How an Indian American Composer for “This Is Us” Changed my Life

Photo sourced from Christ Roth.

NOTE: This doesn’t contain any spoilers.

Also, I promise I’m not sponsored by NBC.

If I had to recommend one show on television right now, it would be This Is Us. I’ve never seen a show that so beautifully and heart-wrenchingly captures the ups, downs, and everything in between of life. It puts into perspective what’s truly worthy of your time and attention in the grand scheme of things in a way that keeps you coming back for more every week. This Is Us doesn’t only entertain you — it enlightens you. And entertainment of powerful substance is something I can’t resist. But I felt like there was an ingredient beside the show’s brilliant cast and beautiful script in its recipe for the success and critical acclaim it’s received. It was during a scene in a recent episode when I realized just how important the show’s original score is to its magic.

It’s no secret that music plays an instrumental (haha, get it?) role in making us feel powerful emotions. When combined with other forms of art, it can make for some extremely powerful content. But for some reason, This Is Us’ original score has had a significant impact on how I see life and the things I choose to think about. I decided to download the entire album because I’ve realized that listening to it puts me in a better mindset. It sparks certain scenes from episodes to recreate in my mind, reminding me of the emotions and values I associate them with.

I came to learn that its composer is Siddhartha Khosla, an Indian American film/television composer and singer/songwriter/producer. At first, I was surprised to find that the composer was Indian American — considering that This Is Us is an American show and the entertainment industry in America isn’t short of a lack of diversity, I suppose I innately assumed that the person behind the music would be a middle-aged white male. After listening to the score a few times, my surprise faded away. I began to pick up on distinctly Indian musical elements in some of the songs. As someone who listens to Indian music, I realized that these they likely played a role in the impact that the score has on me.

I decided to look more into Mr. Khosla. His parents moved from India to the US in the mid 70s in pursuit of the American dream, but his parents maintained a connection to their roots by playing Indian movie soundtracks in his home. In an interview with Firstpost, Siddhartha talks about how the success of one of his songs, Evergreen Cassette is closely tied to its universality:

“[Evergreen Casette] at its core is about sacrifices a parent makes for their child. That’s relatable, whether you send your child back to India or whether you’re a single mom living in the US with not much money and trying to raise a child — we’re all born to this world by mothers, by virtue of that, that song is relatable.”

Photo sourced from Gage Skidmore.

It turns out that Siddhartha’s extensive discography — composed of his television scores and band’s albums — has earned him titles like “Album of the Year”, “Arrangement of the Year”, and “Song of the Year” from organizations like the Los Angeles Times and the Contemporary A Capella Recording Awards; he’s composed scores for movies and TV shows like How I Met Your Mother, The Neighbors, The Sounding and Fat Camp; his music has been used in advertising campaigns for Google, Target and Apple, and he was invited by ex-First Lady Michelle Obama for the first Diwali celebration at the White House.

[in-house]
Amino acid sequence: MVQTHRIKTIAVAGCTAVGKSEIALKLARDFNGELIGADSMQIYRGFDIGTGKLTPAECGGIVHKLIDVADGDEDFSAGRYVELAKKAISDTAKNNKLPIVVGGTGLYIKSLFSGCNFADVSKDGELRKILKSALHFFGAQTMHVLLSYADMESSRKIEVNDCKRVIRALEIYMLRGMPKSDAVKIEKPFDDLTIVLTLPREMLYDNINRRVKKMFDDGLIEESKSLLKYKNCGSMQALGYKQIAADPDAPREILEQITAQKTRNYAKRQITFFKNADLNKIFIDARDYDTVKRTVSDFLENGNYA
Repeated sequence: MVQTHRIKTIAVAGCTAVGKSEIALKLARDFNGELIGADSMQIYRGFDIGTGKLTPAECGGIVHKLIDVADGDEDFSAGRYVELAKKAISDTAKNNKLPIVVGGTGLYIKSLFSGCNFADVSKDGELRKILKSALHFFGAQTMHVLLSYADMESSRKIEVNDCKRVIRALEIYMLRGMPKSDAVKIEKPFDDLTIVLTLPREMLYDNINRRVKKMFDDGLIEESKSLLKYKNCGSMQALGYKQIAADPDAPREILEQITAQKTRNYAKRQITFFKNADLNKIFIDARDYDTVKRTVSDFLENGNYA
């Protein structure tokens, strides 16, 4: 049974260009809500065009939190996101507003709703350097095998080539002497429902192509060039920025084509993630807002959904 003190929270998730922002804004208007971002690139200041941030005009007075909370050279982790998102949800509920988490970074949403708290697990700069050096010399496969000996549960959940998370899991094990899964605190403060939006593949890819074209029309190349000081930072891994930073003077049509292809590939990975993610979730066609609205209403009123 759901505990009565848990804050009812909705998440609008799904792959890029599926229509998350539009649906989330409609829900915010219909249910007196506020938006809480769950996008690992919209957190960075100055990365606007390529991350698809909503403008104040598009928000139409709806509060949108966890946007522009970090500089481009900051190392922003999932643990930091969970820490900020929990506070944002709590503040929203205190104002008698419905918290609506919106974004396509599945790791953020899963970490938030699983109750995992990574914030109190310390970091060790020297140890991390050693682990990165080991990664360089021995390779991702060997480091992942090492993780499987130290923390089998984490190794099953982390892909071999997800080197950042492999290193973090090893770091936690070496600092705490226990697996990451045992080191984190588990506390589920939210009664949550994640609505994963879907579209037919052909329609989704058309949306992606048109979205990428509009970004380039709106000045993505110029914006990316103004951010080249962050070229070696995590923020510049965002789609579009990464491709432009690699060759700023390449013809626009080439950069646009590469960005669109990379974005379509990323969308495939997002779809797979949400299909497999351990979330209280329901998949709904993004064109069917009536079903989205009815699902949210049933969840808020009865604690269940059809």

I’m telling you all of this to highlight that this person from one part of the planet has been able to impact so many human beings across the globe because of the opportunities he’s had (and, of course, because of his talent). By having the chance to fuse his cultural roots with genres and styles from other parts of the world, Mr. Khosla has created masterpieces that have genuinely impacted my life for the better. And it’s not just me — CBC has highlighted how Siddhartha Khosla is an ‘invisible’ but crucial character on the hit show This Is Us, and National Public Radio claims that Siddhartha Khosla has tiptoed into the tear ducts of millions of Americans. This isn’t an opinion on immigration laws or the effects of an increasingly globalized world, but on the importance and beauty of inter-cultural collaboration. Yes, in an increasingly globalized world, it is necessary. But even more than that, it is beneficial. I don’t know if This Is Us’ score would have the same impact on me (and others) if it didn’t have its blips of Indian music that completely transform its power.

I encourage you to think about how you can or will bring people of different cultures together in your life. Inter-cultural cooperation and collaboration are essential to fostering innovative ways of thinking, achieving peace and prosperity, and creating synergy. And yet, a difference in culture often acts as a wall between two groups of human beings, sealing off so much potential. I encourage you to think about tearing down that wall. Not only because I believe it’s needed based on where our world is headed, but because I can almost guarantee that it’ll pave the way to creations that will be like music to your ears.

Thanks so much for reading! I would love to hear your thoughts on intercultural cooperation, and how you strive for it in your day-to-day life.If you like what you read, feel free to check out my other posts and follow me.




Passionate about exploring the relational implications of the modern world. Author, “Global Cooling (The Not-So-Good Kind),” publish date TBA.

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Prachir Pasricha

Prachir Pasricha

Passionate about exploring the relational implications of the modern world. Author, “Global Cooling (The Not-So-Good Kind),” publish date TBA.

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